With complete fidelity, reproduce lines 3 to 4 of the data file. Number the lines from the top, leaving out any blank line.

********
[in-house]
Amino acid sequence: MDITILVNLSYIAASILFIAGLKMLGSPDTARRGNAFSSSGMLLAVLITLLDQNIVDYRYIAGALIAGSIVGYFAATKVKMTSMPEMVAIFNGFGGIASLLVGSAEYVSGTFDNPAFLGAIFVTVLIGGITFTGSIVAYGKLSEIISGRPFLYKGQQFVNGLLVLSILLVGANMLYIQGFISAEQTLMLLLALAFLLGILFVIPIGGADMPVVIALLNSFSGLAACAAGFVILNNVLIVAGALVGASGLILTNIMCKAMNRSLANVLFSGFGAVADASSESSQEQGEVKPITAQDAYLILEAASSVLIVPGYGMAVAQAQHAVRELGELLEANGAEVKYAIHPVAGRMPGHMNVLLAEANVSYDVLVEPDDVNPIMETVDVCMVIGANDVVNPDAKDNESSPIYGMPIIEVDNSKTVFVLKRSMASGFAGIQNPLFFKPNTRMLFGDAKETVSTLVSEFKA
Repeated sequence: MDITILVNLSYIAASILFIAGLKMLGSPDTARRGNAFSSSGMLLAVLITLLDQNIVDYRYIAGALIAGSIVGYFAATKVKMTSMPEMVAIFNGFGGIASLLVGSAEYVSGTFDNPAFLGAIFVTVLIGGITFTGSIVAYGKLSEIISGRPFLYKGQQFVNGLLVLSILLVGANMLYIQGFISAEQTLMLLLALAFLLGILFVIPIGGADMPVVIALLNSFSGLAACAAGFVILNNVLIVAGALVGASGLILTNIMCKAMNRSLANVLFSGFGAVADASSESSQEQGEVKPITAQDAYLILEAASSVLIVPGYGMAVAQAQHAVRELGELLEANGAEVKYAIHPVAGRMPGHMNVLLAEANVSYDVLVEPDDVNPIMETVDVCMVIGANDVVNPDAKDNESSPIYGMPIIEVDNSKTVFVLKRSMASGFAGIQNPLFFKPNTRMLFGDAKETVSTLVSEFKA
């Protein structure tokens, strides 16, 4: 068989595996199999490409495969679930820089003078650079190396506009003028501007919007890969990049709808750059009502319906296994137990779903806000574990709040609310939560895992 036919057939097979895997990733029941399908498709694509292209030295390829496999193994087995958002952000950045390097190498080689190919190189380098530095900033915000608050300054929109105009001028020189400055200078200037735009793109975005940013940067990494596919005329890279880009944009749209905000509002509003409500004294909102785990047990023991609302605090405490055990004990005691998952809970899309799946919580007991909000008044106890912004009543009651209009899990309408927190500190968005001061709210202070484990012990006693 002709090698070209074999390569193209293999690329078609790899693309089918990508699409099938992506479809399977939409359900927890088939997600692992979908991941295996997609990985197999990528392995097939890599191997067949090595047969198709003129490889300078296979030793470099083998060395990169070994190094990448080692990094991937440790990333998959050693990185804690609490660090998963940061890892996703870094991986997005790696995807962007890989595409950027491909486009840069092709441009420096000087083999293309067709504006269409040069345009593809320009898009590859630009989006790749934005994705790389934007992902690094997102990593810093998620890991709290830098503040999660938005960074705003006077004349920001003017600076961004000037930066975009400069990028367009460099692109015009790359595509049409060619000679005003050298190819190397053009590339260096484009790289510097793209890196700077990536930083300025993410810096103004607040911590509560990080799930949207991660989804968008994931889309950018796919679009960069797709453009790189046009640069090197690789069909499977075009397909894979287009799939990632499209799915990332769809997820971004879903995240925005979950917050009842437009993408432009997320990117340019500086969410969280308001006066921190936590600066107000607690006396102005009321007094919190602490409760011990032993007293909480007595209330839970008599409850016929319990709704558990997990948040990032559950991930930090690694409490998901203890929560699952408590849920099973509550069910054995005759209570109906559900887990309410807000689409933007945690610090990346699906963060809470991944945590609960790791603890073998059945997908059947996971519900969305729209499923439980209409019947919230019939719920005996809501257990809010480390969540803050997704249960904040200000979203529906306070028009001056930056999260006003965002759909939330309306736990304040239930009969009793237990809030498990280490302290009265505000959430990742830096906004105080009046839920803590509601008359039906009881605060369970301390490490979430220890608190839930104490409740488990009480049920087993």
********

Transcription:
Repeated sequence: MDITILVNLSYIAASILFIAGLKMLGSPDTARRGNAFSSSGMLLAVLITLLDQNIVDYRYIAGALIAGSIVGYFAATKVKMTSMPEMVAIFNGFGGIASLLVGSAEYVSGTFDNPAFLGAIFVTVLIGGITFTGSIVAYGKLSEIISGRPFLYKGQQFVNGLLVLSILLVGANMLYIQGFISAEQTLMLLLALAFLLGILFVIPIGGADMPVVIALLNSFSGLAACAAGFVILNNVLIVAGALVGASGLILTNIMCKAMNRSLANVLFSGFGAVADASSESSQEQGEVKPITAQDAYLILEAASSVLIVPGYGMAVAQAQHAVRELGELLEANGAEVKYAIHPVAGRMPGHMNVLLAEANVSYDVLVEPDDVNPIMETVDVCMVIGANDVVNPDAKDNESSPIYGMPIIEVDNSKTVFVLKRSMASGFAGIQNPLFFKPNTRMLFGDAKETVSTLVSEFKA
């Protein structure tokens, strides 16, 4: 068989595996199999490409495969679930820089003078650079190396506009003028501007919007890969990049709808750059009502319906296994137990779903806000574990709040609310939560895992 036919057939097979895997990733029941399908498709694509292209030295390829496999193994087995958002952000950045390097190498080689190919190189380098530095900033915000608050300054929109105009001028020189400055200078200037735009793109975005940013940067990494596919005329890279880009944009749209905000509002509003409500004294909102785990047990023991609302605090405490055990004990005691998952809970899309799946919580007991909000008044106890912004009543009651209009899990309408927190500190968005001061709210202070484990012990006693 002709090698070209074999390569193209293999690329078609790899693309089918990508699409099938992506479809399977939409359900927890088939997600692992979908991941295996997609990985197999990528392995097939890599191997067949090595047969198709003129490889300078296979030793470099083998060395990169070994190094990448080692990094991937440790990333998959050693990185804690609490660090998963940061890892996703870094991986997005790696995807962007890989595409950027491909486009840069092709441009420096000087083999293309067709504006269409040069345009593809320009898009590859630009989006790749934005994705790389934007992902690094997102990593810093998620890991709290830098503040999660938005960074705003006077004349920001003017600076961004000037930066975009400069990028367009460099692109015009790359595509049409060619000679005003050298190819190397053009590339260096484009790289510097793209890196700077990536930083300025993410810096103004607040911590509560990080799930949207991660989804968008994931889309950018796919679009960069797709453009790189046009640069090197690789069909499977075009397909894979287009799939990632499209799915990332769809997820971004879903995240925005979950917050009842437009993408432009997320990117340019500086969410969280308001006066921190936590600066107000607690006396102005009321007094919190602490409760011990032993007293909480007595209330839970008599409850016929319990709704558990997990948040990032559950991930930090690694409490998901203890929560699952408590849920099973509550069910054995005759209570109906559900887990309410807000689409933007945690610090990346699906963060809470991944945590609960790791603890073998059945997908059947996971519900969305729209499923439980209409019947919230019939719920005996809501257990809010480390969540803050997704249960904040200000979203529906306070028009001056930056999260006003965002759909939330309306736990304040239930009969009793237990809030498990280490302290009265505000959430990742830096906004105080009046839920803590509601008359039906009881605060369970301390490490979430220890608190839930104490409740488990009480049920087993």